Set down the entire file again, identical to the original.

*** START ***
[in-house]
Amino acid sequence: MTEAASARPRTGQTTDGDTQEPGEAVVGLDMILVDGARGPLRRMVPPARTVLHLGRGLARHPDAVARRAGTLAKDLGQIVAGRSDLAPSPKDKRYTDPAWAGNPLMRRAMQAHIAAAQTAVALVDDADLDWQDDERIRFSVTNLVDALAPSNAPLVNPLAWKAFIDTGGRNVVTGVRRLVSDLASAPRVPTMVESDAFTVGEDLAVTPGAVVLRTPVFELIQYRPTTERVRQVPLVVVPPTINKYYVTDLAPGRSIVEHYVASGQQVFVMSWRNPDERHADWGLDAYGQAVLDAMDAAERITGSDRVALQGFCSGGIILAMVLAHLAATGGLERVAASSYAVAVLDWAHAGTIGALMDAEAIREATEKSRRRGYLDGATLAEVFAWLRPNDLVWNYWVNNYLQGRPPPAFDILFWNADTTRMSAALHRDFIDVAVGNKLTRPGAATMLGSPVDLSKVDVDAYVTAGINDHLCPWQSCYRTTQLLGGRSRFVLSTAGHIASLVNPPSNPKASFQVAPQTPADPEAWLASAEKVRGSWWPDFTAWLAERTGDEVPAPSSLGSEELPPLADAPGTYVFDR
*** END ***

[in-house]
Amino acid sequence: MTEAASARPRTGQTTDGDTQEPGEAVVGLDMILVDGARGPLRRMVPPARTVLHLGRGLARHPDAVARRAGTLAKDLGQIVAGRSDLAPSPKDKRYTDPAWAGNPLMRRAMQAHIAAAQTAVALVDDADLDWQDDERIRFSVTNLVDALAPSNAPLVNPLAWKAFIDTGGRNVVTGVRRLVSDLASAPRVPTMVESDAFTVGEDLAVTPGAVVLRTPVFELIQYRPTTERVRQVPLVVVPPTINKYYVTDLAPGRSIVEHYVASGQQVFVMSWRNPDERHADWGLDAYGQAVLDAMDAAERITGSDRVALQGFCSGGIILAMVLAHLAATGGLERVAASSYAVAVLDWAHAGTIGALMDAEAIREATEKSRRRGYLDGATLAEVFAWLRPNDLVWNYWVNNYLQGRPPPAFDILFWNADTTRMSAALHRDFIDVAVGNKLTRPGAATMLGSPVDLSKVDVDAYVTAGINDHLCPWQSCYRTTQLLGGRSRFVLSTAGHIASLVNPPSNPKASFQVAPQTPADPEAWLASAEKVRGSWWPDFTAWLAERTGDEVPAPSSLGSEELPPLADAPGTYVFDR